…might just be another (wo)man’s goal weight jeans…
In my post Is Your Body Lotion Making You Fat? I joked about how that diet’s literature counselled users not to use body lotions as the creams could be “absorbed by the skin as fat”. I still find the statement hilarious. As to its veracity, I can’t say I bothered consulting with anyone in the medical field (apart from the medical practitioners you pay to give you the diet) so I have no idea if it’s true or not. It just sounds ludicrous. Nonetheless, since I first started eating meals that looked like this:
on the body lotion diet, I’ve lost 13kg – with the application of body cream (believe it or not).
This is me at 71kg in mid-March:
I look drab because I dressed drab and I dressed drab because I felt drab. I didn’t have “no energy” and sure, I wasn’t morbidly obese (although, technically, I might have been had my body fat percentage been taken) but my new favourite Country Road pants were cutting into me at the waist and I just felt kak. I hated getting dressed in the morning, I hated catching sight of my body in the mirror. And it pissed me off that I had gained enough weight to technically make me need to buy size 14 pants – all in the space of a few months (not that I was skinny before).
I felt like I needed to do something really drastic and different to change the central role that food and eating was playing in my life (and has always played ever since I can remember). I was also pissed off that my weight was taking up so, so much of my headspace. I mean – what a serious waste of brainpower and energy, right? Because I knew that it didn’t have to be this way. I knew I could look – and feel different. I was the only thing standing in my way.
Fast forward four months. This is me last night just before a rare and wonderful date night with my husband:
I’m stoked, to put it mildly. I now weigh 58kg (butt naked, first thing in the morning “pre-coffee and post-wee” as Susan Hayden once elegantly put it). I am 1.66m tall and according to Weight Watchers I should weigh between 55kg and 69kg. That’s based solely on height, not bone structure but I know I’m not a mesomorph (Serena Williams) so I shouldn’t weigh 69kg and I know I’m not an ectomorph (Kate Moss) so I doubt I need to weigh 55kg. I have tiny wrists but I have child-bearing hips (as my first ever personal trainer was frank enough to put it), my mother’s non-existent arse, her broad back and my paternal grandmother’s “problem” thighs. And thanks to my recent weight loss I no longer have boobs. Yip, I am officially an A-cup. But I have two skinny friends whose boobs disappeared after breastfeeding so I have been well counselled in the way of push-up bras. And my very generous husband is happy to buy me boobs. And I am more than happy to accept his generous offer. Feminist shock horror, I know. I actually do consider myself somewhat of a feminist – albeit a far less fervent one than I was in my “youth”. I’m just a vain feminist and if buying boobs is on offer, then I’d like a pair. Thanks, Babe.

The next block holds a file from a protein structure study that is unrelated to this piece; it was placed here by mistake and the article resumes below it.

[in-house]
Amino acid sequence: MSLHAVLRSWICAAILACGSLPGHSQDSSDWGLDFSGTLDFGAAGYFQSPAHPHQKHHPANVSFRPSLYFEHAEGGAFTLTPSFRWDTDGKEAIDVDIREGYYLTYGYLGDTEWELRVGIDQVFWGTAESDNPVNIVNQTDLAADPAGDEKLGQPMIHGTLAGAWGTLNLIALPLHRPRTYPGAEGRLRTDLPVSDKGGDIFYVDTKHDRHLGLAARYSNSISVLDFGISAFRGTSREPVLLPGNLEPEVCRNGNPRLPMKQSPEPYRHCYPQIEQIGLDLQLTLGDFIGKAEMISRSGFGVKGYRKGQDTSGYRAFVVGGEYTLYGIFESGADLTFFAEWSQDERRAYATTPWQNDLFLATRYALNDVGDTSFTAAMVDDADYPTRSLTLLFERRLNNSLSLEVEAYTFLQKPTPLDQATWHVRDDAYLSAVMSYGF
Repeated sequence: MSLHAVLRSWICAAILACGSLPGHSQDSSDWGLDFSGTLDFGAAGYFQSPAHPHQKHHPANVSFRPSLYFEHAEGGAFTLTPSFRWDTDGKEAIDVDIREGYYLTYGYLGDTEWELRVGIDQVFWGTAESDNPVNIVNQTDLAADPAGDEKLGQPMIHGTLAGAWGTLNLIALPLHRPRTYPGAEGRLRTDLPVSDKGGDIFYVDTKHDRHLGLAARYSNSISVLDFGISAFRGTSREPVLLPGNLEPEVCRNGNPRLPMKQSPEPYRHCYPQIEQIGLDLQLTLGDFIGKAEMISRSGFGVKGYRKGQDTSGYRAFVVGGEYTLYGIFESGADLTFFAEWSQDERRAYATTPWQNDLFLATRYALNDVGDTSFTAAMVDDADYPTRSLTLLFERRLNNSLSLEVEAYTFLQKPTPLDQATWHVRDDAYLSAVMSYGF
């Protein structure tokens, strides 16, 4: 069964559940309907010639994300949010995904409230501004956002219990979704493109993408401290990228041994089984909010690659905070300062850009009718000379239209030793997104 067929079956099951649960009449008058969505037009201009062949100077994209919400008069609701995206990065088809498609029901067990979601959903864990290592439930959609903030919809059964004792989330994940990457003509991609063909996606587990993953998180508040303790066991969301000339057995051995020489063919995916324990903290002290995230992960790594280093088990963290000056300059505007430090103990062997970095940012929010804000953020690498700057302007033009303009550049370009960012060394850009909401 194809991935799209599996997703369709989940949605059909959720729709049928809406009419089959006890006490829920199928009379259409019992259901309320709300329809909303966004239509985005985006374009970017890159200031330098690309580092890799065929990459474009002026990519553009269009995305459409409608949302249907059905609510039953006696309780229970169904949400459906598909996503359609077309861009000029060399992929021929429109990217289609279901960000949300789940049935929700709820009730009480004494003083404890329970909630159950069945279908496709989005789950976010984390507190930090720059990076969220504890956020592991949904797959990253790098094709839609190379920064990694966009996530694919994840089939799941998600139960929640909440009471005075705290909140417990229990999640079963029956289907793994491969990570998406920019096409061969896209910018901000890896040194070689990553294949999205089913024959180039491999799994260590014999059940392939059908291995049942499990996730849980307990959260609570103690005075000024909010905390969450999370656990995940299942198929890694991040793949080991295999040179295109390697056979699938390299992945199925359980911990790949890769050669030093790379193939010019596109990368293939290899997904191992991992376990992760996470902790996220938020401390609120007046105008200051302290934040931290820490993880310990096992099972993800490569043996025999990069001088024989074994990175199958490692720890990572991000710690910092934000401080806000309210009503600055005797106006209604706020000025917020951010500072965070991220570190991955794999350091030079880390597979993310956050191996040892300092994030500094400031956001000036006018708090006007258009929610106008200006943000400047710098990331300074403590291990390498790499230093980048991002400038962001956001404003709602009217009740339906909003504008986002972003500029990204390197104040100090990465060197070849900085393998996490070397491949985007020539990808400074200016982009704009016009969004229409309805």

Despite exercising 4-6 times a week on average for the past 5 years (including resistance training twice a week with a personal trainer), my tummy and thighs are still – even at 58kg – soft and spongy. But for the 3 weeks a year a spend in a bikini in public, I can totally live with that. Or I can train harder for a harder stomach. Whatever. Life is short.
As for other (wo)mens’ fat jeans… I distinctly remember my neighbour letting slip what she weighed when we were both around 6 months pregnant with our second children last year. 53kg. I think I might have weighed that in Standard Three – before I got boobs. (I used to have boobs). I am now very proud to say that I am wearing her “fat” jeans. Okay, they are incredibly low and I can’t bend over but whatever – they’re Replays and they once belonged to someone who weighed 53kg when she was six months pregnant. Who needs to bend over? These are them jeans: